Trucks with wreaths in Cathedral Square, Christchurch, during the funeral service for victims of the Ballantyne's Department Store fire,. New Zealand Free Lance : Photographic prints and negatives. Ref: PAColl-7171-90. Alexander Turnbull Library, Wellington, New Zealand. http://natlib.govt.nz/records/22739444
Trucks with wreaths in Cathedral Square, Christchurch, during the funeral service for victims of the Ballantyne’s Department Store fire,. New Zealand Free Lance : Photographic prints and negatives. Ref: PAColl-7171-90. Alexander Turnbull Library,  Wellington, New Zealand. http://natlib.govt.nz/records/22739444

6 thoughts on “18 November 1947 – The Ballantyne’s Department Store fire

  1. Roger Strong 18 November 2015 / 3:25 pm

    There were senior staff available – the most serious thing was the lack of communications. No two-way radios available and the first fire station officer on the scene had to find a phone to ring back to the fire station. The fire brigade’s ladder engine was a 1921 Tilling Stevenson-so old that it had solid rubber tires. Don’t forget that this was immediately post-war and the country was still quite poor. Fire services were largely locally based and funded. Most engines were pre-war and my father was the driver of a 1939 V8 engine that was open-no cab of any sort. Most engines were older than that. There was an inquiry held where the owners of the store tried to shift the blame onto the fire service – wrongly in my opinion. Even after than fire my father would often come home and say that at another department store where there was a false alarm the staff would be hanging out of the upstairs windows watching the firemen below instead of evacuating the building.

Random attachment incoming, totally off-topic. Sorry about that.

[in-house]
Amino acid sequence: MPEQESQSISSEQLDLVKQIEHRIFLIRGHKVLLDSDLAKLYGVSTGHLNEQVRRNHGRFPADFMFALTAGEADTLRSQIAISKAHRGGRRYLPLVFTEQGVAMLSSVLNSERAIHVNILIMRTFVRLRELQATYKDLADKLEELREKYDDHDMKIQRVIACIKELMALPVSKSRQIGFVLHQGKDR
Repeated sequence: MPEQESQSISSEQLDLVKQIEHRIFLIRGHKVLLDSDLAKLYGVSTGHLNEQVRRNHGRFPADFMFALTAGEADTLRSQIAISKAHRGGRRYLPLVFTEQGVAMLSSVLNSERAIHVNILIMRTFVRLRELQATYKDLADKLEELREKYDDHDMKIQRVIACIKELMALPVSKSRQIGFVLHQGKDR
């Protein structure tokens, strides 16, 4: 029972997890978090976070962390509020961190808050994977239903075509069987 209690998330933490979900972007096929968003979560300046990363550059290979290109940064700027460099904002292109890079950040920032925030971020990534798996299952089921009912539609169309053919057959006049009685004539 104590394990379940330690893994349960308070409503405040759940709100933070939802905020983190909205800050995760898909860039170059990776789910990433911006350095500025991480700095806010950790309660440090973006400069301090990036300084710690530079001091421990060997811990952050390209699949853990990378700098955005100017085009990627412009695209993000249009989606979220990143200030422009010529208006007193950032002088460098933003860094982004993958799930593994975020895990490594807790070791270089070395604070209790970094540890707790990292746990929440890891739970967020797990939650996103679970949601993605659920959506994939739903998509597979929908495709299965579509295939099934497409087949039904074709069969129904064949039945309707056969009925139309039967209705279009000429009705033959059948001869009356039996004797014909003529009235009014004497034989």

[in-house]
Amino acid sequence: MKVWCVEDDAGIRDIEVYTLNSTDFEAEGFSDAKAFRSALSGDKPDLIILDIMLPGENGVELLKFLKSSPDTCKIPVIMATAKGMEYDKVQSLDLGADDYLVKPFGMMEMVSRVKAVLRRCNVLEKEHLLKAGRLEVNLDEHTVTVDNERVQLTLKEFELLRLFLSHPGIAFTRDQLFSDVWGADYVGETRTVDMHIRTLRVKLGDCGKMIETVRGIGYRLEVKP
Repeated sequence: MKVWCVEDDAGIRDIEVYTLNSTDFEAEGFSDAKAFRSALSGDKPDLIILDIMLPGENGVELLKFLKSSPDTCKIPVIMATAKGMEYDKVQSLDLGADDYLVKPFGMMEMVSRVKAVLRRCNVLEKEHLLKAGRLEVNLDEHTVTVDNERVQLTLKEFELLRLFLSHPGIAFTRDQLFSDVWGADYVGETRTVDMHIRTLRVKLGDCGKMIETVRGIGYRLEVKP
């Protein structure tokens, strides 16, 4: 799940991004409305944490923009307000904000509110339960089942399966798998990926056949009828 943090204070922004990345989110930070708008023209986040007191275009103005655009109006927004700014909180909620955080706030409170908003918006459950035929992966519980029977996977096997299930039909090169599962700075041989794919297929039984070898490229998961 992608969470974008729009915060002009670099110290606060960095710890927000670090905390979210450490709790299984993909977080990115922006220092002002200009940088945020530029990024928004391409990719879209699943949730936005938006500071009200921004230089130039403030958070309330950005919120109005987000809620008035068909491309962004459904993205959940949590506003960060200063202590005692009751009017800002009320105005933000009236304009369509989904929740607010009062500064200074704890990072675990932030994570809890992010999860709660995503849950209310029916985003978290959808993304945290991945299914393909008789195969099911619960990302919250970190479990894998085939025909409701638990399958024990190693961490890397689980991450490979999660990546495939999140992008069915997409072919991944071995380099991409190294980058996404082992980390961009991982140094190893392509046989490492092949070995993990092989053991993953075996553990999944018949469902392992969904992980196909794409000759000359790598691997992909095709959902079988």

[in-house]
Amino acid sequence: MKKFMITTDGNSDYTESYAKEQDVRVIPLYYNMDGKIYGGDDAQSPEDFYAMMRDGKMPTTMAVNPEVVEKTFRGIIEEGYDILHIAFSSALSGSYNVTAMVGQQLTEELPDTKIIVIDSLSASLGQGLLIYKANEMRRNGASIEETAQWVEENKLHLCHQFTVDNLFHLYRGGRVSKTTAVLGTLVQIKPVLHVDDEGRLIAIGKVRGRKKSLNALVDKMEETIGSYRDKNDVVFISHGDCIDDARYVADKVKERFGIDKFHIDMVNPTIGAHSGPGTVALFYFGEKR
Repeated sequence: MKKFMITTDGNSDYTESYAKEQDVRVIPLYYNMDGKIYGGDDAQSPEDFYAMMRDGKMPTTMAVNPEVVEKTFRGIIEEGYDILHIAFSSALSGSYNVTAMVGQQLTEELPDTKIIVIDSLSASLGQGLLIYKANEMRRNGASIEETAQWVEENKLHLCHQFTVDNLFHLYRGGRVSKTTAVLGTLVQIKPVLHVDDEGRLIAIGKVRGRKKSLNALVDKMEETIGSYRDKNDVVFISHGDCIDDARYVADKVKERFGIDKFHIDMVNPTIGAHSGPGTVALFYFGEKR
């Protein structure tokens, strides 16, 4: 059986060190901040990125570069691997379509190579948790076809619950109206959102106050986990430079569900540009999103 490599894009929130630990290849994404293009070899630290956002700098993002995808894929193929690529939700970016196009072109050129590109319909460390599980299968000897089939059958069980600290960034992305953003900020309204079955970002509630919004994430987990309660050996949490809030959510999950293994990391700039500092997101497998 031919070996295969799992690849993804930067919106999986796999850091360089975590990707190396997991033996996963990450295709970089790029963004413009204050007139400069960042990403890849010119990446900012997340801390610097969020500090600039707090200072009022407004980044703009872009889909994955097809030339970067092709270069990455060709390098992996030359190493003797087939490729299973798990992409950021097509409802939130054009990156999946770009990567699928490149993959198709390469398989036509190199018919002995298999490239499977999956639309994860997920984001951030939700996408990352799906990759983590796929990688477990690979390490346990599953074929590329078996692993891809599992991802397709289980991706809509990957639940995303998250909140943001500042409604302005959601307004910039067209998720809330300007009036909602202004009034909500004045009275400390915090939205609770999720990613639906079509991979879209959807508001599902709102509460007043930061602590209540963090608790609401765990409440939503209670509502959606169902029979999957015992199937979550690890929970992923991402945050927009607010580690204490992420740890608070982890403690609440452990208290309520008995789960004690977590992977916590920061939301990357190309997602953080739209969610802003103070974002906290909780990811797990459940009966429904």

By the way many jumped rather than be burnt in the fire.

  2. Roger Strong 18 November 2015 / 7:54 pm